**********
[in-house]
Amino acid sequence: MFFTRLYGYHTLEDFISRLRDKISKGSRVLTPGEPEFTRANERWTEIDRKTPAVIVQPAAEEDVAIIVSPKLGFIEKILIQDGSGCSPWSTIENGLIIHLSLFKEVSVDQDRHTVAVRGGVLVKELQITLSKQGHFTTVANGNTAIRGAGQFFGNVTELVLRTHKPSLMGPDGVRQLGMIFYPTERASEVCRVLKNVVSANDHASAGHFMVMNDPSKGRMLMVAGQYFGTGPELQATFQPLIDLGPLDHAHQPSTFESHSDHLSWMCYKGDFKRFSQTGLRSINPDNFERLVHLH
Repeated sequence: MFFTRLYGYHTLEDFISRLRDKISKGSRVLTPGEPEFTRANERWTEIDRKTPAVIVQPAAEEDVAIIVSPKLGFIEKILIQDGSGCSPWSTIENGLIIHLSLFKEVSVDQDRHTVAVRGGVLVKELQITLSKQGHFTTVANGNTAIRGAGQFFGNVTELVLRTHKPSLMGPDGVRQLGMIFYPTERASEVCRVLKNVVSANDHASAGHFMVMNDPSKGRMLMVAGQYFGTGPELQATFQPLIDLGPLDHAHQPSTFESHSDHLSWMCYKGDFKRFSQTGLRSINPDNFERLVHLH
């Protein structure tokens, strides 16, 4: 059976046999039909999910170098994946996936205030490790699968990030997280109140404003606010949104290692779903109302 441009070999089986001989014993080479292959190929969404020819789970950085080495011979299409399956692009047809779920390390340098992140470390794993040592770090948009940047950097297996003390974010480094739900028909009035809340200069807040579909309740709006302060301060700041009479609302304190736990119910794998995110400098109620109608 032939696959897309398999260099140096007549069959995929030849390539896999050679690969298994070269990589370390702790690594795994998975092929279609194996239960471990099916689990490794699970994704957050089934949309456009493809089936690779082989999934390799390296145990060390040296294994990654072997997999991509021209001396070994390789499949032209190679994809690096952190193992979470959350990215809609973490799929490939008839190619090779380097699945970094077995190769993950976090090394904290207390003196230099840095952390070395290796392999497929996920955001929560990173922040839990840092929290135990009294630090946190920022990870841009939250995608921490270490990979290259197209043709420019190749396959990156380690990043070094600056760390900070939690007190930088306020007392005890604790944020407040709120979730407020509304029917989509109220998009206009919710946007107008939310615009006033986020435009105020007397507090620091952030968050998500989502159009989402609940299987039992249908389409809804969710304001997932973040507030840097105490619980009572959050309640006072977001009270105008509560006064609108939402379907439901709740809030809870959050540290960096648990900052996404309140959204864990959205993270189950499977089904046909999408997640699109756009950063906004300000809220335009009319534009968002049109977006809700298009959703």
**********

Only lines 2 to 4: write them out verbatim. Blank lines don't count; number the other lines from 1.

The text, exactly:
Amino acid sequence: MFFTRLYGYHTLEDFISRLRDKISKGSRVLTPGEPEFTRANERWTEIDRKTPAVIVQPAAEEDVAIIVSPKLGFIEKILIQDGSGCSPWSTIENGLIIHLSLFKEVSVDQDRHTVAVRGGVLVKELQITLSKQGHFTTVANGNTAIRGAGQFFGNVTELVLRTHKPSLMGPDGVRQLGMIFYPTERASEVCRVLKNVVSANDHASAGHFMVMNDPSKGRMLMVAGQYFGTGPELQATFQPLIDLGPLDHAHQPSTFESHSDHLSWMCYKGDFKRFSQTGLRSINPDNFERLVHLH
Repeated sequence: MFFTRLYGYHTLEDFISRLRDKISKGSRVLTPGEPEFTRANERWTEIDRKTPAVIVQPAAEEDVAIIVSPKLGFIEKILIQDGSGCSPWSTIENGLIIHLSLFKEVSVDQDRHTVAVRGGVLVKELQITLSKQGHFTTVANGNTAIRGAGQFFGNVTELVLRTHKPSLMGPDGVRQLGMIFYPTERASEVCRVLKNVVSANDHASAGHFMVMNDPSKGRMLMVAGQYFGTGPELQATFQPLIDLGPLDHAHQPSTFESHSDHLSWMCYKGDFKRFSQTGLRSINPDNFERLVHLH
């Protein structure tokens, strides 16, 4: 059976046999039909999910170098994946996936205030490790699968990030997280109140404003606010949104290692779903109302 441009070999089986001989014993080479292959190929969404020819789970950085080495011979299409399956692009047809779920390390340098992140470390794993040592770090948009940047950097297996003390974010480094739900028909009035809340200069807040579909309740709006302060301060700041009479609302304190736990119910794998995110400098109620109608 032939696959897309398999260099140096007549069959995929030849390539896999050679690969298994070269990589370390702790690594795994998975092929279609194996239960471990099916689990490794699970994704957050089934949309456009493809089936690779082989999934390799390296145990060390040296294994990654072997997999991509021209001396070994390789499949032209190679994809690096952190193992979470959350990215809609973490799929490939008839190619090779380097699945970094077995190769993950976090090394904290207390003196230099840095952390070395290796392999497929996920955001929560990173922040839990840092929290135990009294630090946190920022990870841009939250995608921490270490990979290259197209043709420019190749396959990156380690990043070094600056760390900070939690007190930088306020007392005890604790944020407040709120979730407020509304029917989509109220998009206009919710946007107008939310615009006033986020435009105020007397507090620091952030968050998500989502159009989402609940299987039992249908389409809804969710304001997932973040507030840097105490619980009572959050309640006072977001009270105008509560006064609108939402379907439901709740809030809870959050540290960096648990900052996404309140959204864990959205993270189950499977089904046909999408997640699109756009950063906004300000809220335009009319534009968002049109977006809700298009959703």